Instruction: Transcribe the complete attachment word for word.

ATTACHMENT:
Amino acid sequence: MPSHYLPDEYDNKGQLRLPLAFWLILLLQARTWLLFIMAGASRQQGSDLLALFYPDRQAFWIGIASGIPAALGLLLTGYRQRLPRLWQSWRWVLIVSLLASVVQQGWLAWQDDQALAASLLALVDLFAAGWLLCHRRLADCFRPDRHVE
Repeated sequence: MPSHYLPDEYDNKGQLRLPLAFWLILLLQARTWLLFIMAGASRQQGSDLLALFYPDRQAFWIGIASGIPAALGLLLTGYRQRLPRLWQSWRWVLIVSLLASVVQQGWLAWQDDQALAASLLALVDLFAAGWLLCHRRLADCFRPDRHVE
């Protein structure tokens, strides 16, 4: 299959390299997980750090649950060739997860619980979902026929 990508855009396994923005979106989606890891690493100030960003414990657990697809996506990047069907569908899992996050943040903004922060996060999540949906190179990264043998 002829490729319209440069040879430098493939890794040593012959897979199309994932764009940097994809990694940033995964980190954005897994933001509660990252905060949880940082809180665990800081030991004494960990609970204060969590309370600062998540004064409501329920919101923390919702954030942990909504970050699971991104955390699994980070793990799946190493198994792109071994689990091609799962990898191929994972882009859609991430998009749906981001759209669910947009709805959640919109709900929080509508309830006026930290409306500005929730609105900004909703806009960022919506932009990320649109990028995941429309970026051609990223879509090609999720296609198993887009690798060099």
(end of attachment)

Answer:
Amino acid sequence: MPSHYLPDEYDNKGQLRLPLAFWLILLLQARTWLLFIMAGASRQQGSDLLALFYPDRQAFWIGIASGIPAALGLLLTGYRQRLPRLWQSWRWVLIVSLLASVVQQGWLAWQDDQALAASLLALVDLFAAGWLLCHRRLADCFRPDRHVE
Repeated sequence: MPSHYLPDEYDNKGQLRLPLAFWLILLLQARTWLLFIMAGASRQQGSDLLALFYPDRQAFWIGIASGIPAALGLLLTGYRQRLPRLWQSWRWVLIVSLLASVVQQGWLAWQDDQALAASLLALVDLFAAGWLLCHRRLADCFRPDRHVE
């Protein structure tokens, strides 16, 4: 299959390299997980750090649950060739997860619980979902026929 990508855009396994923005979106989606890891690493100030960003414990657990697809996506990047069907569908899992996050943040903004922060996060999540949906190179990264043998 002829490729319209440069040879430098493939890794040593012959897979199309994932764009940097994809990694940033995964980190954005897994933001509660990252905060949880940082809180665990800081030991004494960990609970204060969590309370600062998540004064409501329920919101923390919702954030942990909504970050699971991104955390699994980070793990799946190493198994792109071994689990091609799962990898191929994972882009859609991430998009749906981001759209669910947009709805959640919109709900929080509508309830006026930290409306500005929730609105900004909703806009960022919506932009990320649109990028995941429309970026051609990223879509090609999720296609198993887009690798060099």